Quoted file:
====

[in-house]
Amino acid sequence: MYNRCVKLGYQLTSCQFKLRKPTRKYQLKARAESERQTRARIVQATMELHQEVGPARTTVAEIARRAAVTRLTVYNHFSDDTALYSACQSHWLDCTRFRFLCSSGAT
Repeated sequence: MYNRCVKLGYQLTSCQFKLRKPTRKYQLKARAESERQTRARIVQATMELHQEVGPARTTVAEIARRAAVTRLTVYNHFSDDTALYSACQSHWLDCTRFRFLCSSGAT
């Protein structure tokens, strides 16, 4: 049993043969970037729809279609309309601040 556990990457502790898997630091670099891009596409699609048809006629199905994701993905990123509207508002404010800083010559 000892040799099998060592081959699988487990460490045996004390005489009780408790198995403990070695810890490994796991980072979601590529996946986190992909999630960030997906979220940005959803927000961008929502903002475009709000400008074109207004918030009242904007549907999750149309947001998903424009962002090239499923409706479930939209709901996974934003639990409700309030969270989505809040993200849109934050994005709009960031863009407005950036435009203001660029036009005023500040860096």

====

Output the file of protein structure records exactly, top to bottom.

[in-house]
Amino acid sequence: MYNRCVKLGYQLTSCQFKLRKPTRKYQLKARAESERQTRARIVQATMELHQEVGPARTTVAEIARRAAVTRLTVYNHFSDDTALYSACQSHWLDCTRFRFLCSSGAT
Repeated sequence: MYNRCVKLGYQLTSCQFKLRKPTRKYQLKARAESERQTRARIVQATMELHQEVGPARTTVAEIARRAAVTRLTVYNHFSDDTALYSACQSHWLDCTRFRFLCSSGAT
């Protein structure tokens, strides 16, 4: 049993043969970037729809279609309309601040 556990990457502790898997630091670099891009596409699609048809006629199905994701993905990123509207508002404010800083010559 000892040799099998060592081959699988487990460490045996004390005489009780408790198995403990070695810890490994796991980072979601590529996946986190992909999630960030997906979220940005959803927000961008929502903002475009709000400008074109207004918030009242904007549907999750149309947001998903424009962002090239499923409706479930939209709901996974934003639990409700309030969270989505809040993200849109934050994005709009960031863009407005950036435009203001660029036009005023500040860096």